I am sticking my neck out, but I should point out an error in my overall argument. Previous authors may have been saying that we are at the end of so-and-so technology for years, right before a big new breakthrough. I, of course, cannot imagine these breakthroughs (else it would exist), hence I underestimate future deterministic solutions. There are still great advances possible, teleportation and quantum computers come to mind, that will be classified as breakthrough deterministic tech.

Simply, I claim we will start to see novel technological uses of data to statistical problems that we cannot even fathom right now (who could have imagined nuclear power in a pre-nuclear society). These technologies will be as revolutionary as radar was to man. So, why haven't you picked up Bayesian Methods for Hackers yet?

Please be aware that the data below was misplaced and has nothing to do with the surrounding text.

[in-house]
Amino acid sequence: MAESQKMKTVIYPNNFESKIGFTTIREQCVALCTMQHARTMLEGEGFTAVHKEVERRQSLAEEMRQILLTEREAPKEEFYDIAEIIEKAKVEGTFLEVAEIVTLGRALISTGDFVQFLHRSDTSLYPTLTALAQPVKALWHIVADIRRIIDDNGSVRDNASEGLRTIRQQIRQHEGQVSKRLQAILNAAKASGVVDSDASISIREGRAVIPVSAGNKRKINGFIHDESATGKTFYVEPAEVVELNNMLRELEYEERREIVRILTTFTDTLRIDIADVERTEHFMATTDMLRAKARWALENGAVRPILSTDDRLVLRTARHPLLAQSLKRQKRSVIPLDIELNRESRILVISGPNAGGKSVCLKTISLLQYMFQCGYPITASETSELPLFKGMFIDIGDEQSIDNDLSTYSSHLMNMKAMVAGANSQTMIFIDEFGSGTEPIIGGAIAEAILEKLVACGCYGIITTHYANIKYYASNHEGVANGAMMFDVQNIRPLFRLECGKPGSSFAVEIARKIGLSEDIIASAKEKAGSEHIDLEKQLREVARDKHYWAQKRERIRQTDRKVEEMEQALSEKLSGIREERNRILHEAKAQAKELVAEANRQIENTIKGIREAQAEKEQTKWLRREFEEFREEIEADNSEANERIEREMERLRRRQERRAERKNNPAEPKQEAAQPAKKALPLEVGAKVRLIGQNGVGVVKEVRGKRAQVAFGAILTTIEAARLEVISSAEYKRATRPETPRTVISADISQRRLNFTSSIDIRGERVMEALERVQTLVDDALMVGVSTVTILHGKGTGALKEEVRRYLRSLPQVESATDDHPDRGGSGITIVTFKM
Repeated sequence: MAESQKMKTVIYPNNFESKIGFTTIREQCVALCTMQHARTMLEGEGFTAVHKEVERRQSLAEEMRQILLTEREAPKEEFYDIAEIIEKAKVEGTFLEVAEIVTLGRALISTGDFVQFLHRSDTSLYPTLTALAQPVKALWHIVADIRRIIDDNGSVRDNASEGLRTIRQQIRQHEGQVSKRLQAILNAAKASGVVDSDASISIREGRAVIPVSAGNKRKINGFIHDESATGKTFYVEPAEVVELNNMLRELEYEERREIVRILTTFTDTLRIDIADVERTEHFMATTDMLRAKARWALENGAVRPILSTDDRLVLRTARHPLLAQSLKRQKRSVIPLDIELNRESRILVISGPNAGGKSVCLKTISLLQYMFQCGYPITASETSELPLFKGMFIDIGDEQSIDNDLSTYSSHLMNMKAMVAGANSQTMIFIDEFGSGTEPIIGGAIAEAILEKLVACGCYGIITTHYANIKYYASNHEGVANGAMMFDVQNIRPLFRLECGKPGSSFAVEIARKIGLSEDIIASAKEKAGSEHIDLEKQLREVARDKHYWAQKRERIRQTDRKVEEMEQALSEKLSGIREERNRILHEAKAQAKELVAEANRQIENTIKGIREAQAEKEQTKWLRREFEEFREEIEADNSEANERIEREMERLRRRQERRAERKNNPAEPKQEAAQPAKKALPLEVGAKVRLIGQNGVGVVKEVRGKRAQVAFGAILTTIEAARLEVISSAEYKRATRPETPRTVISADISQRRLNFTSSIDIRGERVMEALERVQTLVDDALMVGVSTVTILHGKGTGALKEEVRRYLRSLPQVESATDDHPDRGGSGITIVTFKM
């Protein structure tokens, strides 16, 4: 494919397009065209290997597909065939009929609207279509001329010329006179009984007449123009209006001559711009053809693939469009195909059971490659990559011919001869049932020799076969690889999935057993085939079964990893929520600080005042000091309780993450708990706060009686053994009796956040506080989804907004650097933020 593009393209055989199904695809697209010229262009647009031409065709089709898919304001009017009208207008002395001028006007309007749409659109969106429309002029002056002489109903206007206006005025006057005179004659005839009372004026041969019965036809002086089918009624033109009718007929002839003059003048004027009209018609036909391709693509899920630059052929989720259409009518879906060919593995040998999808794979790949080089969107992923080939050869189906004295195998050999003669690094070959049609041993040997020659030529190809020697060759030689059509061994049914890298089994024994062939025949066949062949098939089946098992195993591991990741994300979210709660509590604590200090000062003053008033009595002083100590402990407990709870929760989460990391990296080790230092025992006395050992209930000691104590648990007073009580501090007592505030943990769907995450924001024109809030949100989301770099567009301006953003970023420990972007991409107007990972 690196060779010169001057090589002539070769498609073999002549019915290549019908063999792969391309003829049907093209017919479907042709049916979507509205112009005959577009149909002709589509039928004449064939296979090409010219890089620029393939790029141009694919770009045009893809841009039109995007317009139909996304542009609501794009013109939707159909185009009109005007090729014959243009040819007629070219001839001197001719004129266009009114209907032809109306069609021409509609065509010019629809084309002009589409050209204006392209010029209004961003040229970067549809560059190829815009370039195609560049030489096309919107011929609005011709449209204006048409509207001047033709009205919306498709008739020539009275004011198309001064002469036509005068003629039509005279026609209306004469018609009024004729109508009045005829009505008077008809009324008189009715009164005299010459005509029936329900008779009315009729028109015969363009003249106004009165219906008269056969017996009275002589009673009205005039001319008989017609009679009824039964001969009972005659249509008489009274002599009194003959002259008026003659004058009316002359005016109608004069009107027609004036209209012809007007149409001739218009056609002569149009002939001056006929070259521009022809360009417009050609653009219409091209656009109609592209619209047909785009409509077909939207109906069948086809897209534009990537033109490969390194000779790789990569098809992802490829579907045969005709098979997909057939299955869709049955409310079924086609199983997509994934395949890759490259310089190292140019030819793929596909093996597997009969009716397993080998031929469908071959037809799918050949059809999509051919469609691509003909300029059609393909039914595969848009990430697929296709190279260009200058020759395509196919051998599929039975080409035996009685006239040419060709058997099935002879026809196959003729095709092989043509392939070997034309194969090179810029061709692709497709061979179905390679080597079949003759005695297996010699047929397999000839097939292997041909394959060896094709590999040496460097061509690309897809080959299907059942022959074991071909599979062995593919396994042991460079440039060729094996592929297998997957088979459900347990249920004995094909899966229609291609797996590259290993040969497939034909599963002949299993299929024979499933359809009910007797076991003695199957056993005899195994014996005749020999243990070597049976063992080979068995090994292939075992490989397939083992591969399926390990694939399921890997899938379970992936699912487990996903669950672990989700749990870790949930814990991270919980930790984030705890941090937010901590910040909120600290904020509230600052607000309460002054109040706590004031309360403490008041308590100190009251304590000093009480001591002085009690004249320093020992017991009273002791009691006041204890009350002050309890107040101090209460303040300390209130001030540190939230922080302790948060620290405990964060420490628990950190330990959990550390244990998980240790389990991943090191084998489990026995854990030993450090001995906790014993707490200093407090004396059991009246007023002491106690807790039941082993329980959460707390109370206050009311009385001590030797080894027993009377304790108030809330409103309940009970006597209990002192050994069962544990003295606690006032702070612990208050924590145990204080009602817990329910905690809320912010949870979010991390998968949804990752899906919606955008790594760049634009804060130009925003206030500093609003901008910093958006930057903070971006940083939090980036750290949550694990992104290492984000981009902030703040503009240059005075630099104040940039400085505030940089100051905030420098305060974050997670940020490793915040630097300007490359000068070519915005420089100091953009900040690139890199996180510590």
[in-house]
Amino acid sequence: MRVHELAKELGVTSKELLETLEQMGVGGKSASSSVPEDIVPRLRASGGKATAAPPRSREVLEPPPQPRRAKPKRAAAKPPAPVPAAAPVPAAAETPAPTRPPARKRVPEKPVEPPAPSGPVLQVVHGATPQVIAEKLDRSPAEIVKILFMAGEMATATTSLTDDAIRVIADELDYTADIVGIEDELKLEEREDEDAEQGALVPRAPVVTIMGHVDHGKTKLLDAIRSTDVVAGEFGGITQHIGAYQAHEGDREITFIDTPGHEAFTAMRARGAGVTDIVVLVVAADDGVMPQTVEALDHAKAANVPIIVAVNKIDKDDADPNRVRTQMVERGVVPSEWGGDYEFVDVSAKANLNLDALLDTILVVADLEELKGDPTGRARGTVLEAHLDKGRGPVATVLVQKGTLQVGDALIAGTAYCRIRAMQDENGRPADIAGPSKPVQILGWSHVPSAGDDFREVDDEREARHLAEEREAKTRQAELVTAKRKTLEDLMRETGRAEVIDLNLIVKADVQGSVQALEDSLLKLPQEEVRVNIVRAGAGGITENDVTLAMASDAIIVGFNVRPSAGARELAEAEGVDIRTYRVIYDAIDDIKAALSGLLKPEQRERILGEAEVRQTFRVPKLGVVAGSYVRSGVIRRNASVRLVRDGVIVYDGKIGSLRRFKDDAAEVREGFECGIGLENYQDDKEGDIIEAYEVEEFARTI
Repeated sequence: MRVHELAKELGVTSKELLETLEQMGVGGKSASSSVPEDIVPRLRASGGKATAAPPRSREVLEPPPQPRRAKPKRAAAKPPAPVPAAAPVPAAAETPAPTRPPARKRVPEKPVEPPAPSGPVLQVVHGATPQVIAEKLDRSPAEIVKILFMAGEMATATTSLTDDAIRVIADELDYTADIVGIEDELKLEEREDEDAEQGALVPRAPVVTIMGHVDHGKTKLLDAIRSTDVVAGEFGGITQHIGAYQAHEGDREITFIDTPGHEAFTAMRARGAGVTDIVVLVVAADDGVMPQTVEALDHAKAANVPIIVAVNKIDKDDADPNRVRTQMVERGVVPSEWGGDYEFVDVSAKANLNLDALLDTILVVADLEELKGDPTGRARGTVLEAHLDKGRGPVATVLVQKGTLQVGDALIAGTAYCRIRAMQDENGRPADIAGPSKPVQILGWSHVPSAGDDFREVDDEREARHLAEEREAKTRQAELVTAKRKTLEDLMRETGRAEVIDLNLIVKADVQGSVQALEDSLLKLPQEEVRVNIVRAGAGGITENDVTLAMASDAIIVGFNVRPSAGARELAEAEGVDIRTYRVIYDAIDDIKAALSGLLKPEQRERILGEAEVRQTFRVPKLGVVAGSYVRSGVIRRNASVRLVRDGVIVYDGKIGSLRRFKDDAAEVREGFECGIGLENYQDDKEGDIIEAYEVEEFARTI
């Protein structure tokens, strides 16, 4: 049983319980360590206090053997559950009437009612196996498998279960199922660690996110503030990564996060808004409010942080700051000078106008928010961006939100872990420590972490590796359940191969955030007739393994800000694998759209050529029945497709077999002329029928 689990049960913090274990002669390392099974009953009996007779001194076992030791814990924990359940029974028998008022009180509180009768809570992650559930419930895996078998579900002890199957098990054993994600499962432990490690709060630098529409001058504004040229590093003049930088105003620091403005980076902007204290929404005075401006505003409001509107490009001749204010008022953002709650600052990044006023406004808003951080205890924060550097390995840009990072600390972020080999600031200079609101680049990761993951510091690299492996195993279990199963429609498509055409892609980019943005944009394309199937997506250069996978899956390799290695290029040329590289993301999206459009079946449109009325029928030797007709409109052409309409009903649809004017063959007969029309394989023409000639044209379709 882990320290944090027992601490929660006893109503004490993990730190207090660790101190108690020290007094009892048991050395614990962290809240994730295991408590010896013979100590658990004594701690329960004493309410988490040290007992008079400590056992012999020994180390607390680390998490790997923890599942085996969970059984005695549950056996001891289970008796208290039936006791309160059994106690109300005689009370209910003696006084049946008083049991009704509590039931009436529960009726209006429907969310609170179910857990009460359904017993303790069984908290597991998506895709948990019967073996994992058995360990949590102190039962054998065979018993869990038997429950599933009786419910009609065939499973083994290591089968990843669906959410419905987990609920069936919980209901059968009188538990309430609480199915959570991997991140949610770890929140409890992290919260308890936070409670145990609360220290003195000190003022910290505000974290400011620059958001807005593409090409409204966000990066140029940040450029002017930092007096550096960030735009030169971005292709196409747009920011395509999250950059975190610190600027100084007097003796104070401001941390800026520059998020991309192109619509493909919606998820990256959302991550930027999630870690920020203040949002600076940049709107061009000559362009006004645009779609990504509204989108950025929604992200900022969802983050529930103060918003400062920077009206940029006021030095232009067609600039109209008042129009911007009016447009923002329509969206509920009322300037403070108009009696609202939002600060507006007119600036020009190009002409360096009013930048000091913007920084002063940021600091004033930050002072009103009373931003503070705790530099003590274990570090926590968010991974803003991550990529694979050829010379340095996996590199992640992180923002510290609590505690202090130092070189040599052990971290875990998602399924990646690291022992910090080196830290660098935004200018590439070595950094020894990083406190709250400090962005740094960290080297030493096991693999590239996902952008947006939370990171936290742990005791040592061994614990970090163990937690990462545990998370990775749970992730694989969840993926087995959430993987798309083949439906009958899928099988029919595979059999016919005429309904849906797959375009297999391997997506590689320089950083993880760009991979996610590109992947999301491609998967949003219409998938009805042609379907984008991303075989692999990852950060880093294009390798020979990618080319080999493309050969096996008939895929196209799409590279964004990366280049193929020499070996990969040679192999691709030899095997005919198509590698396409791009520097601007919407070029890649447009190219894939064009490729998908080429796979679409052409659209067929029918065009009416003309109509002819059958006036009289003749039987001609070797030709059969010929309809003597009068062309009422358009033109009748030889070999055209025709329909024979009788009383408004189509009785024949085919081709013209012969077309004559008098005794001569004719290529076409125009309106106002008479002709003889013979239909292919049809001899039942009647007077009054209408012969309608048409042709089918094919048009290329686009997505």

### Appendum

EDIT: I was probably too hasty in discounting possible ventures of new technologies. I think there is a second venture that compliments data-driven technological advances: the bio-tech industry. The fictional biotech I can think of now include nanobiotechnology, brain-machine interfaces and genetic engineering. Each of these techs, and probably all biotech advances, will produce massive amounts of data as a byproduct. This is why I said the data-driven tech and biotech will compliment each other.